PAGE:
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August 06 1909/2009

Franklin Twp. - When Bert Osborne, of Upsonville, started for his cows Monday morning at about 5 o'clock, he was somewhat surprised to see a large buck deer, with four prongs, standing within about ten rods of his barn, contentedly grazing, at ease with the whole world. The noble fellow seemed to apprehend no danger, remaining around the building some time and later roamed off towards the woods. The same night a doe was seen at F. M. Wilson's, near Mr. Osborne's. The buck deer, when confronted with wire fences, instead of taking any chances in trying to leap over them, just laid down on the ground and slipped under the strands. It is supposed that they slipped away from some of the parks at Binghamton.

New Milford - Borough Ordinance: Be it ordained that no person or persons shall be permitted or allowed to ride upon bicycles, velocipedes, hand sleds, or any other conveyance, on the sidewalks of this Borough, under penalty of a fine of nor less than fifty cents for the first offense nor exceeding $5 for each subsequent offense. Provided that this ordinance shall not be construed to prohibit the drawing or pushing by hand, sleds, carriages and other vehicles for the conveyance of invalids, infants or children.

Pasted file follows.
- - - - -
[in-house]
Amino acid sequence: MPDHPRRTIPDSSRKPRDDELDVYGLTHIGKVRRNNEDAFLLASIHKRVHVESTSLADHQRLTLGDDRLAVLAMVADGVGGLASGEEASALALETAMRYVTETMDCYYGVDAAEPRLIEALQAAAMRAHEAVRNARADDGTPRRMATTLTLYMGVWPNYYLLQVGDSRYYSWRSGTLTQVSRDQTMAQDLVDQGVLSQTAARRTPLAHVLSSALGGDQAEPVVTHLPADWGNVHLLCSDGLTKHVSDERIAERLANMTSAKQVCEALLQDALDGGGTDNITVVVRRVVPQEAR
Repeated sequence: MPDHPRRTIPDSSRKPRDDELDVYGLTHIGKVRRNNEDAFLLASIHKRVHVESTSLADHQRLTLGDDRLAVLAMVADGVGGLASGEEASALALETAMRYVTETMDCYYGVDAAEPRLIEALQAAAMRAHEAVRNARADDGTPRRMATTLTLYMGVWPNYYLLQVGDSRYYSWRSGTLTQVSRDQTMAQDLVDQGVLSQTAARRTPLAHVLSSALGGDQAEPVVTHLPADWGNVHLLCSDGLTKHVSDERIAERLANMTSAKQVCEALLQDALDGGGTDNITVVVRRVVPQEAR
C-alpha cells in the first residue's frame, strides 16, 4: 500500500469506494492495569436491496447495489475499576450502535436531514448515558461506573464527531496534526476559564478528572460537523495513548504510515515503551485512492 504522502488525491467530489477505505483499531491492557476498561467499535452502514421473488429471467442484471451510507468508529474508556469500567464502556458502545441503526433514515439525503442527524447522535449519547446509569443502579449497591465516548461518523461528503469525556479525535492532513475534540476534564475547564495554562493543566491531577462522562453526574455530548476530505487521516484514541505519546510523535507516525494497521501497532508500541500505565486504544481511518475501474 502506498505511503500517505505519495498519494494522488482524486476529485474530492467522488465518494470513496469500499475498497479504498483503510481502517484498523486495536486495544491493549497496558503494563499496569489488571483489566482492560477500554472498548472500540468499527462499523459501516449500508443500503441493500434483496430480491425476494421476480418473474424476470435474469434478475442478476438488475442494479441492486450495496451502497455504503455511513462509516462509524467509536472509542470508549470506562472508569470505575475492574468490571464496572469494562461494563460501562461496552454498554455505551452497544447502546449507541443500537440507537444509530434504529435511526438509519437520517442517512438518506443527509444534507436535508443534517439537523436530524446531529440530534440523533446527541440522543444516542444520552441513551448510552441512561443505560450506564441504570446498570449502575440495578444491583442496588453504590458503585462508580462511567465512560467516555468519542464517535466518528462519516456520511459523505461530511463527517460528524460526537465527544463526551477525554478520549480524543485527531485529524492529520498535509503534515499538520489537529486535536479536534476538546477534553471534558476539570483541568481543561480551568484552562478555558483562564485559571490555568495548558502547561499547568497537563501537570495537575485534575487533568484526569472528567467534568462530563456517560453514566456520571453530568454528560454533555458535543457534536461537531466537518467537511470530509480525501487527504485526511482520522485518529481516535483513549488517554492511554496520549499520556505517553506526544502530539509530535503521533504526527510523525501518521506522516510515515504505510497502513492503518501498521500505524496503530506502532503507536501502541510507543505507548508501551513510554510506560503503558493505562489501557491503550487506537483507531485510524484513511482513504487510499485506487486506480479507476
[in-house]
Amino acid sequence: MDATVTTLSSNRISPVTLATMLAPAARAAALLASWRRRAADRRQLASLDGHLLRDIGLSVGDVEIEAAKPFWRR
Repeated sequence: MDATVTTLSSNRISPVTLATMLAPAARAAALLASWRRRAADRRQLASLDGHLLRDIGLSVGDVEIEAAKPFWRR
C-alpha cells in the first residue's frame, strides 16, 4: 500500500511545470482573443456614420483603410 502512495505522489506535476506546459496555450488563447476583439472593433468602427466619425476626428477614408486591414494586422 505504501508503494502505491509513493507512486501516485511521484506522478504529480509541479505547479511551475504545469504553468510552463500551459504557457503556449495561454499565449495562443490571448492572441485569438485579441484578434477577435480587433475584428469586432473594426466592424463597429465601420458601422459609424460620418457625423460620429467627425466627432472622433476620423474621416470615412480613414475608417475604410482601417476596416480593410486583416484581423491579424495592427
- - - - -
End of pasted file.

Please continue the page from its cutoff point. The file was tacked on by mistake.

Lynn - Lynn is a quiet little town half way between Tunkhannock and Montrose. Why can't some good doctor, milliner, dressmaker or even a sewing machine agent locate here? We have two blacksmith shops, two stores, but we need more of the aforesaid. Come on, Doctor, a house awaits you.

Herrick Center - Last Friday, as John Williams was driving a colt down the hill near the railroad, the breaching broke, and the colt ran away, throwing him out and bruising him badly.

Heart Lake - Heart Lake ball club played Montrose at the Lake. The score was 8 to 7 in favor of Heart Lake. The battery for the lake was Dann and Beckley and the feature of the game was the hitting and fielding of Herbert Beckley.

Clifford - Miss Grace Millard was quite severely injured by being thrown from a wagon as her horse was running away.

Fair Hill - The neighbors met at Mrs. J. N. Andre's last Wednesday and did the haying. About 20 were present with teams and mowing machines, making short work of the job, which was much appreciated by the family.

Little Meadows - Edw. Shaughnessy left for Buffalo where he intends to work for a while.

Lindaville - Undertaker A. L. Mack has purchased a new up-to-date hearse.

Montrose - Through the agency of Atty. Safford, the Cordelia Lathrop residence on Ridge St., becomes the property of Rev. H. B. Benedict. From the recent sales in this part of town, Ridge street is rapidly coming into favor as a residence section.

Hopbottom - The centennial of the coming of Anthony Wright and wife, Sally Sweatland, from Somers, Conn., to Susq'a Co., in 1809, and locating on a tract of land one mile north of Hopbottom on Martin Creek, on which the Wright cemetery is located (now owned by Frank Squires), will be held on the said Anthony Wright homestead on Aug. 19, by the old elm tree. All descendants and their families are most cordially invited. Six generations will be present. Carriages will meet all trains at Hopbottom.